ac-cessibility of core-hole states affects ion yields. We also investigate the impact of
Coster-Kronig Auger transitions [57] (A_{CV}) on the ion yields.

### 3.1 Calculation details

### 3.1.1 Bound orbital wavefunctions

We investigate the interplay between photo-ionisation and Auger transitions that occur in argon interacting with an FEL pulse. In order to calculate the Auger decay rates for this interaction, we must first obtain the orbital wavefunctions involved.

We consider electronic configurations up to Ar^{8+} of the form (1s^{a}2s^{b}2p^{c}3s^{d}3p^{e}),
where a,b,c,d and e are integers between 0 and their occupancy in the neutral state
(1s^{2}2s^{2}2p^{6}3s^{2}3p^{6}).

3.1. Calculation details 46
As we want to represent a variety of different electronic configurations of
ar-gon, we use an expanded [78] basis set. As we will be performing two-electron
integrals in eqn (2.12), we choose to use gaussian-type orbitals (GTOs) where
wave-functions are expressed as a combination of gaussians. More GTOs than Slater-type
orbitals are required to achieve the same accuracy as Slater-type orbitals, which are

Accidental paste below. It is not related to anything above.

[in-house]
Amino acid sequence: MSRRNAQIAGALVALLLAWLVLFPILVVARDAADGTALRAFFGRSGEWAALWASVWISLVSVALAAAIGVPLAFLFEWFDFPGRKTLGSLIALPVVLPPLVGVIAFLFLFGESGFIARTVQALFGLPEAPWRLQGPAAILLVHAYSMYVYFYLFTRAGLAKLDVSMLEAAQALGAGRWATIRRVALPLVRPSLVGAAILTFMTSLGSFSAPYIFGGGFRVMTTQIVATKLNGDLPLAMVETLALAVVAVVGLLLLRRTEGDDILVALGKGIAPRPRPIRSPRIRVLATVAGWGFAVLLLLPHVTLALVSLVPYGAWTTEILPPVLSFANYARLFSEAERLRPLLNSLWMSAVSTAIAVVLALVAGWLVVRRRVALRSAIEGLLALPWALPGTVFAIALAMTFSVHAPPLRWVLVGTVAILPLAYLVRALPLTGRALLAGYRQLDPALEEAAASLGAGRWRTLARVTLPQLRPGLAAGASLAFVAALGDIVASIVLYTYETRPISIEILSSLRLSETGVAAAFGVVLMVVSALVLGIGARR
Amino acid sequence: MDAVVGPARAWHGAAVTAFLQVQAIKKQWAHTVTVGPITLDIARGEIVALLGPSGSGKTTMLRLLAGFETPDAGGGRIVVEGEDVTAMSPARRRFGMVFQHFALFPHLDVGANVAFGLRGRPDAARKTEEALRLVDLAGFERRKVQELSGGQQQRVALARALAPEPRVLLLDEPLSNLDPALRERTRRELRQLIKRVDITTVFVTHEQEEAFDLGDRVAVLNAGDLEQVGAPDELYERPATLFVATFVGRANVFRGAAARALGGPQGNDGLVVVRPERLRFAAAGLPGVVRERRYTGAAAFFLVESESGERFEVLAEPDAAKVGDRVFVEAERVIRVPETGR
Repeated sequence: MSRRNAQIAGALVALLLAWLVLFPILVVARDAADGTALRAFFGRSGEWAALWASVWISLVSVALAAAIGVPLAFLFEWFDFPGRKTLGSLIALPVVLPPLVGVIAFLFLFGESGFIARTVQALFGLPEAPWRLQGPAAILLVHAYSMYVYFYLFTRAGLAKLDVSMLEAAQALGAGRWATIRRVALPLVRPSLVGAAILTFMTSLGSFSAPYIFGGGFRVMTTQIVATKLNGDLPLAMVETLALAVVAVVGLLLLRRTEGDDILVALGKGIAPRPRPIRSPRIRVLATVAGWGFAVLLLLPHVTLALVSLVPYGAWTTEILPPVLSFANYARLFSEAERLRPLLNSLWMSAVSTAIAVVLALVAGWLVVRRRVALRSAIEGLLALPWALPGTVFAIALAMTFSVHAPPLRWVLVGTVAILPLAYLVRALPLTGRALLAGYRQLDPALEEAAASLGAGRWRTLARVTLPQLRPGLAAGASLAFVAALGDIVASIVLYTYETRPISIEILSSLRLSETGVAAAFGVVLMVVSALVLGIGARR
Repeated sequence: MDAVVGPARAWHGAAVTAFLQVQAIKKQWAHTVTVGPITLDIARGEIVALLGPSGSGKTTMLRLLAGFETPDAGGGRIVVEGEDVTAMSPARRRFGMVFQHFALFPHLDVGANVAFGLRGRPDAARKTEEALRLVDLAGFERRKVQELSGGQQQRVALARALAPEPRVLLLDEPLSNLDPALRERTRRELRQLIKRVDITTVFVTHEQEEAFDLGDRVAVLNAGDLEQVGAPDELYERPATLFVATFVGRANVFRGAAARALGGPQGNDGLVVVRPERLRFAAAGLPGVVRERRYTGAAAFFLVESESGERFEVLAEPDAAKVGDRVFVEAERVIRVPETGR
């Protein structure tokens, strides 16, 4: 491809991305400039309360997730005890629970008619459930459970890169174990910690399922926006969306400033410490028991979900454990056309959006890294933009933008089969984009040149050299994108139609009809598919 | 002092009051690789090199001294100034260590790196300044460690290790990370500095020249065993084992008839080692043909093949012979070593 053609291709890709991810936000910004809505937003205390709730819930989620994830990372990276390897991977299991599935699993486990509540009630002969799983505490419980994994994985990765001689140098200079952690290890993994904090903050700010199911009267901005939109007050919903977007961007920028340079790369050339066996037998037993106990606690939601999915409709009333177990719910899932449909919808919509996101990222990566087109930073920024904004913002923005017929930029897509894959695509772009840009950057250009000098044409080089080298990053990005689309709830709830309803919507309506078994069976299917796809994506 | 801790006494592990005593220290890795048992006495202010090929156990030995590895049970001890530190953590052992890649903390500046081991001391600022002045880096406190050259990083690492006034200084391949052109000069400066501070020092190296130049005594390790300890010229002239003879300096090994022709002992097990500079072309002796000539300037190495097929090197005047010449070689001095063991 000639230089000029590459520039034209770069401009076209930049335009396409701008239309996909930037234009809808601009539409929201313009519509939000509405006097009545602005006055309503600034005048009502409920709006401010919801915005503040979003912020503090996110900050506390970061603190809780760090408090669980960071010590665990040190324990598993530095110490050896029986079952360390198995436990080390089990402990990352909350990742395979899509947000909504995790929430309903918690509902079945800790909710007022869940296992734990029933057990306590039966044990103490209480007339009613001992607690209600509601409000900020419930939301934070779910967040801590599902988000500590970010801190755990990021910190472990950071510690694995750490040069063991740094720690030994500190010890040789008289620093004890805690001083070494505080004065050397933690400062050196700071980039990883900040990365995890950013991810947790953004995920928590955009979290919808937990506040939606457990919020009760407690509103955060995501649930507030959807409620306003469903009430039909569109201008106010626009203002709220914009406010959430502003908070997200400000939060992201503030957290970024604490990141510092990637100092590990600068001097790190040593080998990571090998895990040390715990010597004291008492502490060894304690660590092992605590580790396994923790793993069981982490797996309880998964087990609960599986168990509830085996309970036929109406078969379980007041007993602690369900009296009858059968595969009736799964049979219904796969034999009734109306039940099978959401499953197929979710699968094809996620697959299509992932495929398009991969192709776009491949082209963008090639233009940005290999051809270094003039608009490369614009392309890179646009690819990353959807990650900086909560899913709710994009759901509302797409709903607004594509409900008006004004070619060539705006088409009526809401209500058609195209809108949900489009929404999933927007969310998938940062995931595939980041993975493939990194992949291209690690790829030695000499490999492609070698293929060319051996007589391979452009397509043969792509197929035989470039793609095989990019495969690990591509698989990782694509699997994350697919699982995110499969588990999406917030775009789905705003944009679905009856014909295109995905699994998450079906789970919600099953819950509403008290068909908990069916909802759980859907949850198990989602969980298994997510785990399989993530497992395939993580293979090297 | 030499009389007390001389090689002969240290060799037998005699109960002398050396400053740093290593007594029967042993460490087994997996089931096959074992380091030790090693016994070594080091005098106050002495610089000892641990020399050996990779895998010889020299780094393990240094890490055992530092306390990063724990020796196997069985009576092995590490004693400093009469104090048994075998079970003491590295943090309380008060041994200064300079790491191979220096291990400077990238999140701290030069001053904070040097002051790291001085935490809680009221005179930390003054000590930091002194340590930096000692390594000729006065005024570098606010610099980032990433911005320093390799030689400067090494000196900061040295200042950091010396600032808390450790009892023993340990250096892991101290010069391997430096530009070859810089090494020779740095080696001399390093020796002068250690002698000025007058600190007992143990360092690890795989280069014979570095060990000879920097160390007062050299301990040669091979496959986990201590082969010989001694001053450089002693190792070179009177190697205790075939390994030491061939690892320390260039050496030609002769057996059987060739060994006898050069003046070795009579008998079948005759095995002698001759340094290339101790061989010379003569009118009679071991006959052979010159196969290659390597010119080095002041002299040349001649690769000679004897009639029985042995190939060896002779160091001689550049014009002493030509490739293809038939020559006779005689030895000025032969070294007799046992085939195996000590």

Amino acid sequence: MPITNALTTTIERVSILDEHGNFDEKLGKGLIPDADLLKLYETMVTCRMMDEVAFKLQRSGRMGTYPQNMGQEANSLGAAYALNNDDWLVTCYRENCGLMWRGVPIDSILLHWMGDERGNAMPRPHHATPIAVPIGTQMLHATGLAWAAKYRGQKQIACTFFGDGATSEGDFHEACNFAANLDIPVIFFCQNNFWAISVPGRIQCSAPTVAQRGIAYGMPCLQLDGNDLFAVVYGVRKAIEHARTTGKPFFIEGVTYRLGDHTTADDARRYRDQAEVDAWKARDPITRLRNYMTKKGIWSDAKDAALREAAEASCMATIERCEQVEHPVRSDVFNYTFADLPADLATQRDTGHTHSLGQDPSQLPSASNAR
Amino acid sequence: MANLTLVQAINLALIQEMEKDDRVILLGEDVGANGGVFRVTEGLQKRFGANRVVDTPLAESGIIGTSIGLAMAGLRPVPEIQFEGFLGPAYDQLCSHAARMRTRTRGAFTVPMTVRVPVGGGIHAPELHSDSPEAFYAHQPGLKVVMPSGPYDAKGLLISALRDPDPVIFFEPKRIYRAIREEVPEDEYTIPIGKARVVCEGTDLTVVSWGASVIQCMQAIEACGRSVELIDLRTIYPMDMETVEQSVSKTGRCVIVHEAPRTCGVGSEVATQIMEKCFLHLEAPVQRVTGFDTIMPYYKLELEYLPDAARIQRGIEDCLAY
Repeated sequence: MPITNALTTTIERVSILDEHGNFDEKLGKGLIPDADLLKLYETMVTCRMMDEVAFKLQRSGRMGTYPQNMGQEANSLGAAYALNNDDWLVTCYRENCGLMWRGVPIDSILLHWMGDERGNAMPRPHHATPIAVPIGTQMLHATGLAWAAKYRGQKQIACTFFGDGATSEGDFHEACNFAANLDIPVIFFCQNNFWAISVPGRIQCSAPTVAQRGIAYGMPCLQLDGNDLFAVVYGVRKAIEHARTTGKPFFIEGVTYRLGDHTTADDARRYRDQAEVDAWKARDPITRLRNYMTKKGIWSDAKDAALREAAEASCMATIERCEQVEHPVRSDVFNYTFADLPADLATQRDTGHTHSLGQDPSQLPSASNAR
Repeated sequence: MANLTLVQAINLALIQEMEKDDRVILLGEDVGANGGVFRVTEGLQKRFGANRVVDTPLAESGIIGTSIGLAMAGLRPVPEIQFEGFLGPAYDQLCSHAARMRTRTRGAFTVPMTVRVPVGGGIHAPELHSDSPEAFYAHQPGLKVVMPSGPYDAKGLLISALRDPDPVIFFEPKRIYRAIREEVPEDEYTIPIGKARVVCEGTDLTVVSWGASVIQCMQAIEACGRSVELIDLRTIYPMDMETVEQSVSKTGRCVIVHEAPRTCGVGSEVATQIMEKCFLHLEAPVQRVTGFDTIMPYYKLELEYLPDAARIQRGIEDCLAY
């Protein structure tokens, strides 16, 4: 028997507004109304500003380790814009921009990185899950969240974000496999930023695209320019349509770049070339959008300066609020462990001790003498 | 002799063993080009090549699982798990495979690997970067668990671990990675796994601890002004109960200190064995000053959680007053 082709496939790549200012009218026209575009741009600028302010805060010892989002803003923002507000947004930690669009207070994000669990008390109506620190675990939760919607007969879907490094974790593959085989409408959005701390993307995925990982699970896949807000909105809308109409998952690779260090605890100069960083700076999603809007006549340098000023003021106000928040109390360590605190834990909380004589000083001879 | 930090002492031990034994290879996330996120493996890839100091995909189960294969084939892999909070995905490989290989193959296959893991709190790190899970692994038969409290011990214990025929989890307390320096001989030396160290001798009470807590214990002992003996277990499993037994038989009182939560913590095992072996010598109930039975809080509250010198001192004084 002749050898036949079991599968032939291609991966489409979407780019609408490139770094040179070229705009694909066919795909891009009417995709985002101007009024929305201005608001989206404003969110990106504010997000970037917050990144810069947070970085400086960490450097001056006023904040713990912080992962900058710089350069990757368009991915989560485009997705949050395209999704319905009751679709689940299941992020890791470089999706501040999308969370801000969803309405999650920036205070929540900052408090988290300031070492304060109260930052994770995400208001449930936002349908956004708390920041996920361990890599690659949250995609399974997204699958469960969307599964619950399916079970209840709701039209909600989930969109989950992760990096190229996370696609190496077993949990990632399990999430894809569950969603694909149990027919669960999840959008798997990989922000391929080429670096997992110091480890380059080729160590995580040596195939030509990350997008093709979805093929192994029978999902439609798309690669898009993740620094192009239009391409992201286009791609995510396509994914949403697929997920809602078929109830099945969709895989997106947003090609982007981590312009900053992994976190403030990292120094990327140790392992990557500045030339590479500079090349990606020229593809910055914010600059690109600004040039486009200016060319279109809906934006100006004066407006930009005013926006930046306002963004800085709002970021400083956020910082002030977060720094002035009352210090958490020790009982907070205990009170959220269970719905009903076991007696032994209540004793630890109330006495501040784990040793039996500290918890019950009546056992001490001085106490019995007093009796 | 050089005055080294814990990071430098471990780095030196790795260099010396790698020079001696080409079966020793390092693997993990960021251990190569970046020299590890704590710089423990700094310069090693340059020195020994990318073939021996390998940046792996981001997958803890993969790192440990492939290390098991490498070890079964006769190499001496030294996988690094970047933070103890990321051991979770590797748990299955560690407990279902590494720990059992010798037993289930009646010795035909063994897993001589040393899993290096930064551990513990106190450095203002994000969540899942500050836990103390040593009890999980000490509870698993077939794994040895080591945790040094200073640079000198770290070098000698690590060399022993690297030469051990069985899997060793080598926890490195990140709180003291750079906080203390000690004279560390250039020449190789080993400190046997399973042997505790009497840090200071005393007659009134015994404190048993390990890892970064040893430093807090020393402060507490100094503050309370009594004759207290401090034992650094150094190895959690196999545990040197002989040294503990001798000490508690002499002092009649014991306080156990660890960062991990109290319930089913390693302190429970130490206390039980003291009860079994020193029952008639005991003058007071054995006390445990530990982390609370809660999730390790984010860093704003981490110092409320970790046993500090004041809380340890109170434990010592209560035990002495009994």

of the form Nr^{n−1}e^{−ζ r}where n is the principal quantum number, N is a normalising
factor and ζ is a constant related to the effective charge of the nucleus. However,
GTOs are easier to perform integrals with, due to the properties of gaussians [79].

With these basis sets, the orbital wavefunctions are given in terms of contracted gaussian functions, which are formed of primitive gaussian-type orbitals (GTOs).

We used Cartesian primitive GTOs [80] centred on the atom, defined as

g_{i}= Nx^{l}^{x}y^{l}^{y}z^{l}^{z}e^{−α}^{i}(^{x}^{2}^{+y}^{2}^{+z}^{2}) (3.1)

where x, y and z are the cartesian coordinates relative to the atom, α is an orbital
exponent and l_{x}, l_{y} and l_{z} are non-negative integers. N is the normalisation factor,
given by

N= 2α π

3/4

(8α)^{l}^{x}^{+l}^{y}^{+l}^{z}l_{x}!l_{y}!l_{z}!
(2l_{x})!(2l_{y})!(2l_{z})!

^{1/2}

. (3.2)

The sum of the l_{x}, l_{y}and l_{z}values determine the type of the GTO. If l_{x}+ ly+ lz= 0,